What Does Ethernet Networking Interface Mean?
Ethernet networking interface refers to a circuit board or card installed in a personal computer or workstation, as a network client. A networking interface allows a computer or mobile device to connect to a local area network (LAN) using Ethernet as the transmission mechanism.
There are many Ethernet standards that an Ethernet networking interface must comply with with varying transmission speeds and error correction types/rates available. Ethernet is a standard for the transmission of binary data and although the hardware characteristics are defined, it is hardware independent so an Ethernet networking interface can use all manner of transmission hardware from fiber optic, to co-axial copper to wireless, depending on the capabilities of the hardware that the interface is sending to/receiving from and the network transfer rates required.
Techopedia Explains Ethernet Networking Interface
Ethernet is the most widely used LAN technology. Using the IEEE 802.3 standard, it was originated by Xerox in the early 1970s with later development help by DEC and Intel. However, transmission rates were only about 10 Mbps.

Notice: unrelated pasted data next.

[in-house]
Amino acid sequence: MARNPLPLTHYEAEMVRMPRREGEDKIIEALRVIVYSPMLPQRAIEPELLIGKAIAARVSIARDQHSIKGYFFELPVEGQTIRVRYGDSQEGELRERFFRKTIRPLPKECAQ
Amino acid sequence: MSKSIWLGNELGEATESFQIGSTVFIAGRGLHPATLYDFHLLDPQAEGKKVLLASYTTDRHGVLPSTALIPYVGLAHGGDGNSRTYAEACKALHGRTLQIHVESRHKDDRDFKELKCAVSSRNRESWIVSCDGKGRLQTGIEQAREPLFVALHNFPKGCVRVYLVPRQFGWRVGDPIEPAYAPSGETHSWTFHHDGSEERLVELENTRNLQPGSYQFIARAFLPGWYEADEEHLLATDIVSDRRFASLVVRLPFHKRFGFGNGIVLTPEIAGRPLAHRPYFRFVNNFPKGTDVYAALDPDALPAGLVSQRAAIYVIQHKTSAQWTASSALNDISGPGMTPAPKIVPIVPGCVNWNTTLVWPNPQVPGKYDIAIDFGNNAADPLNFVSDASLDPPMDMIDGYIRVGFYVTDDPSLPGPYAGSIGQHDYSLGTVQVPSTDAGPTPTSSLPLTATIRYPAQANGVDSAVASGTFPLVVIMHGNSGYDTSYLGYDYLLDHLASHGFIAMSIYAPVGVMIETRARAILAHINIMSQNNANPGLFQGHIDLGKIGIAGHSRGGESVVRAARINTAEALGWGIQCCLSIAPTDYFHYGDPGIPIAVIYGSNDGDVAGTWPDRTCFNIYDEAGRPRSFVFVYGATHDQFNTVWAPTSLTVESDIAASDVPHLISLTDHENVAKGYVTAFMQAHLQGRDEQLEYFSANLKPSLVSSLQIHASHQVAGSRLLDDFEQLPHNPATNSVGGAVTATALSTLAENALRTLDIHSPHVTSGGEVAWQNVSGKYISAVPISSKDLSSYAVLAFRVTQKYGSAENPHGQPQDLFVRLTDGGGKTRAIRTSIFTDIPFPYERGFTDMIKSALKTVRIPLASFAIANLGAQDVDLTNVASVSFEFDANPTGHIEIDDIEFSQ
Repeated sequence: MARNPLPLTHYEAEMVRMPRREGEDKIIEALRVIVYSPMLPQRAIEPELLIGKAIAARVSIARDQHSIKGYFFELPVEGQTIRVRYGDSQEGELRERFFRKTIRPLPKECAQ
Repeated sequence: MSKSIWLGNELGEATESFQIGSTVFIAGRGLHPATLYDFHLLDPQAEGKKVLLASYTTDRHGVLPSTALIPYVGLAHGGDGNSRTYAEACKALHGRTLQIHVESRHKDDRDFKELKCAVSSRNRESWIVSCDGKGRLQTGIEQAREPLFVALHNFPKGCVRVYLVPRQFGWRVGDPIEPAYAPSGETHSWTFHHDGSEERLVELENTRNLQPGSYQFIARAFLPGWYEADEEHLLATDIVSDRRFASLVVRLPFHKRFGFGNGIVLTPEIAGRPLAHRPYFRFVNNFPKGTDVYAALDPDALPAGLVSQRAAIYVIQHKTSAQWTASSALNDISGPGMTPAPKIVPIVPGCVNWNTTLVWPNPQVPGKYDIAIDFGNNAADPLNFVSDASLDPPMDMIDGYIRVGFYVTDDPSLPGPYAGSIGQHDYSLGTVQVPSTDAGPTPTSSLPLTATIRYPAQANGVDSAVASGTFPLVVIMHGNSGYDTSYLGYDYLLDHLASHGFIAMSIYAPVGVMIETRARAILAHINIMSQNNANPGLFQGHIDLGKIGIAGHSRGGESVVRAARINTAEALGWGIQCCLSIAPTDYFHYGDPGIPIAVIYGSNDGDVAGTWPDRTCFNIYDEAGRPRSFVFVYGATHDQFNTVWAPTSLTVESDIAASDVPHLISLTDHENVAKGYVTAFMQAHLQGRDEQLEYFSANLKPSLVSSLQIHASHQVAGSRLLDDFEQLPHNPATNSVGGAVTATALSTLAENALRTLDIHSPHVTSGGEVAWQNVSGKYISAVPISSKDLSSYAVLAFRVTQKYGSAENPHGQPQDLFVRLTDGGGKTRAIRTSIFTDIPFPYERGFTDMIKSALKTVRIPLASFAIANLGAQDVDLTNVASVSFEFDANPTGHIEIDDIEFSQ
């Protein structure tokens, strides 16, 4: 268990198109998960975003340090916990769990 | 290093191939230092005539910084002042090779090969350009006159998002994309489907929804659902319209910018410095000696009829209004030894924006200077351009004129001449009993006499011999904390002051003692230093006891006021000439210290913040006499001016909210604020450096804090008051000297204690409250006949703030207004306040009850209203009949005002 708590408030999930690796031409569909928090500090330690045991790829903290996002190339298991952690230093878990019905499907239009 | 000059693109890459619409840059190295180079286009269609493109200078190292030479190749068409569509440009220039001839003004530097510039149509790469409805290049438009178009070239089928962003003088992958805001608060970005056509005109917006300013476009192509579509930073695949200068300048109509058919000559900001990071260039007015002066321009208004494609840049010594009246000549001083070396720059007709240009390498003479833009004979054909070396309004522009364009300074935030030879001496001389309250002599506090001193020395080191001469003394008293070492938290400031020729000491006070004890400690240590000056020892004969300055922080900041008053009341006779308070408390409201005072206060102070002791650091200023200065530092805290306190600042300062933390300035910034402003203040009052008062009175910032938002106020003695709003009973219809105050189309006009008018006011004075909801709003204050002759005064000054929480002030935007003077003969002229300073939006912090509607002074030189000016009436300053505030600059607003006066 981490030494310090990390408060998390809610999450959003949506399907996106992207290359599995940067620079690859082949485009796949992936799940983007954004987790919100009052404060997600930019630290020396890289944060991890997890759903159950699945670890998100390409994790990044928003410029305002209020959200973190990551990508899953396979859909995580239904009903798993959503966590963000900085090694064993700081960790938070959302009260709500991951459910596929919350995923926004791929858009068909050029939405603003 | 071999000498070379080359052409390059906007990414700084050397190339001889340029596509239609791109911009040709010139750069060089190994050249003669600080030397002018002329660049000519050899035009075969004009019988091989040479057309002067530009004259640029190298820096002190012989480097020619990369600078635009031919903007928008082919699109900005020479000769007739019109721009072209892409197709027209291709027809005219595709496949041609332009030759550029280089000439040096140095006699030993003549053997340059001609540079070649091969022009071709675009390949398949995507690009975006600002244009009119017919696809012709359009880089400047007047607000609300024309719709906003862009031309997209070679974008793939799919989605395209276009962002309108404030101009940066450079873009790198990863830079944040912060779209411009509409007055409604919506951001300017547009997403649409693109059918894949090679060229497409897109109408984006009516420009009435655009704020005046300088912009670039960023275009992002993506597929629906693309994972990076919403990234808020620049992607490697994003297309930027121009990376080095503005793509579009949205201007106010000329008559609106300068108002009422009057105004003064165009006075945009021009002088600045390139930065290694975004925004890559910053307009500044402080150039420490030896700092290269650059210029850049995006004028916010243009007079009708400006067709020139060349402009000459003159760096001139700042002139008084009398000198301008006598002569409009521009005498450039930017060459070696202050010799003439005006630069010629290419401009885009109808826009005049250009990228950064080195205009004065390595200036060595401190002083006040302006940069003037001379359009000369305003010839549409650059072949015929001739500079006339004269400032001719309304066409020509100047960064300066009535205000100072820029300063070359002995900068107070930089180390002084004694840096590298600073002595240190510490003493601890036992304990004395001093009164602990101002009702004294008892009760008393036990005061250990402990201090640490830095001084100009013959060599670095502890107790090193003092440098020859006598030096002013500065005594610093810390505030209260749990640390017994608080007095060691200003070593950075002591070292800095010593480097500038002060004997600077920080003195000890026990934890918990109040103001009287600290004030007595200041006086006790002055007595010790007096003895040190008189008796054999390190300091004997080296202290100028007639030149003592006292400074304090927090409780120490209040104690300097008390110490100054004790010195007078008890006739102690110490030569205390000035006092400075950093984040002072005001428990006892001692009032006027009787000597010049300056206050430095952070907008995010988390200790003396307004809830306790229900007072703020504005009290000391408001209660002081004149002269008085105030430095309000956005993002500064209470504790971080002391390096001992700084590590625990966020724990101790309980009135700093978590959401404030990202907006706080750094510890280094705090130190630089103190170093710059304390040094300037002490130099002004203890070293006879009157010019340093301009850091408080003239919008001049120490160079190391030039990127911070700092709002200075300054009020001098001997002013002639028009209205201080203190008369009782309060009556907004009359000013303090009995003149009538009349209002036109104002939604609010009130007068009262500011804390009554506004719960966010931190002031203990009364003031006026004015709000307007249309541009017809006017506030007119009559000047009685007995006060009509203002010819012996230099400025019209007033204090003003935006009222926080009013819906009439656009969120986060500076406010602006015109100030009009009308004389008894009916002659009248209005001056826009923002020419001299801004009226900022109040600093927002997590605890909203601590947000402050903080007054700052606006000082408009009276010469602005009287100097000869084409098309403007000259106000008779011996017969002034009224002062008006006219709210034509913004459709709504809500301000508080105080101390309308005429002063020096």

Fast Ethernet increased speeds to 100 Mbps, with the next iteration moving to 1000 Mbps or 1.0 Gbps in 1998. Many enterprise networks use a transmission technology known as Gigabit Ethernet now using the IEEE 802.3z standard, requiring optical fiber. This standard is commonly referenced as 1000Base-X.
The next standard in 1999 was IEEE 802.ab and became known as 1000Base-T.
In 2000, two computers – the Apple’s Power Mac G4 and the PowerBook G4 – were mass produced and capable of connecting to 1000Base-T Ethernet network connections. This feature was soon available in many other mass produced desktop computers. By 2009 Gigabit Ethernet (GbE or 1 GigE) Network Interface Controllers (NICs) were included in nearly all desktop computers and server systems.
Also by 2009, higher bandwidth 10 Gbps standards had been developed and 10Gb Ethernet was replacing 1Gb as the backbone of most networks.
There is a still newer (circa 2011) standard by the Telecommunications Industry Association (TIA) called 1000BASE-T and 1000BASE-TX (Gigabit Ethernet) and 10GBASE-T (10Gb Ethernet).
the 1000BASE-TX standard is a simplified design requiring less costly electronics (NICs in network terminal computers). However, 1000BASE-TX requires CAT 6 cable and commercially has been a failure to date due to the limited advantage of this standard and the potentially huge cost of re-cabling.
The latest specifications being discussed for release are for 100 Gigabit/s Ethernet standards.